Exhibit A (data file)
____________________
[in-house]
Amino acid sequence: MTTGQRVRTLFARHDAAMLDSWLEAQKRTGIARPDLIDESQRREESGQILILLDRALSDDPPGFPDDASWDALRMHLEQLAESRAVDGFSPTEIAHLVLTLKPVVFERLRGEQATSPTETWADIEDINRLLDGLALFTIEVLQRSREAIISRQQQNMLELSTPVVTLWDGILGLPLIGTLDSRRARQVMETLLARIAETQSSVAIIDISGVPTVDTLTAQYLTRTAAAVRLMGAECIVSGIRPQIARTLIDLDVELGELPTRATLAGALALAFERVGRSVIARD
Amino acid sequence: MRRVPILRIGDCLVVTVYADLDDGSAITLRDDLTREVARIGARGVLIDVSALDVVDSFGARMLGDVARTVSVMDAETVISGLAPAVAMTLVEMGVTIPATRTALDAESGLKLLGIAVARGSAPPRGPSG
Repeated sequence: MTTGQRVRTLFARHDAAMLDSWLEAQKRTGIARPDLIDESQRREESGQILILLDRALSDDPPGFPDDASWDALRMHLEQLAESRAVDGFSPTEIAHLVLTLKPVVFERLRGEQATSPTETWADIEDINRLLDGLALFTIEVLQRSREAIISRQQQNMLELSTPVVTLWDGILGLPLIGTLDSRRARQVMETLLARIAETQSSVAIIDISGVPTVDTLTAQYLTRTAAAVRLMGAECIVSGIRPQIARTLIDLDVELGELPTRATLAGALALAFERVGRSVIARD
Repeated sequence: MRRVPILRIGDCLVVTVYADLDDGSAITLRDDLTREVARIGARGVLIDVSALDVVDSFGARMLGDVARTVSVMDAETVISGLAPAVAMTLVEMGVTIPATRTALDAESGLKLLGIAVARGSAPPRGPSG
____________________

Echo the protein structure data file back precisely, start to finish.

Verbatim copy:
[in-house]
Amino acid sequence: MTTGQRVRTLFARHDAAMLDSWLEAQKRTGIARPDLIDESQRREESGQILILLDRALSDDPPGFPDDASWDALRMHLEQLAESRAVDGFSPTEIAHLVLTLKPVVFERLRGEQATSPTETWADIEDINRLLDGLALFTIEVLQRSREAIISRQQQNMLELSTPVVTLWDGILGLPLIGTLDSRRARQVMETLLARIAETQSSVAIIDISGVPTVDTLTAQYLTRTAAAVRLMGAECIVSGIRPQIARTLIDLDVELGELPTRATLAGALALAFERVGRSVIARD
Amino acid sequence: MRRVPILRIGDCLVVTVYADLDDGSAITLRDDLTREVARIGARGVLIDVSALDVVDSFGARMLGDVARTVSVMDAETVISGLAPAVAMTLVEMGVTIPATRTALDAESGLKLLGIAVARGSAPPRGPSG
Repeated sequence: MTTGQRVRTLFARHDAAMLDSWLEAQKRTGIARPDLIDESQRREESGQILILLDRALSDDPPGFPDDASWDALRMHLEQLAESRAVDGFSPTEIAHLVLTLKPVVFERLRGEQATSPTETWADIEDINRLLDGLALFTIEVLQRSREAIISRQQQNMLELSTPVVTLWDGILGLPLIGTLDSRRARQVMETLLARIAETQSSVAIIDISGVPTVDTLTAQYLTRTAAAVRLMGAECIVSGIRPQIARTLIDLDVELGELPTRATLAGALALAFERVGRSVIARD
Repeated sequence: MRRVPILRIGDCLVVTVYADLDDGSAITLRDDLTREVARIGARGVLIDVSALDVVDSFGARMLGDVARTVSVMDAETVISGLAPAVAMTLVEMGVTIPATRTALDAESGLKLLGIAVARGSAPPRGPSG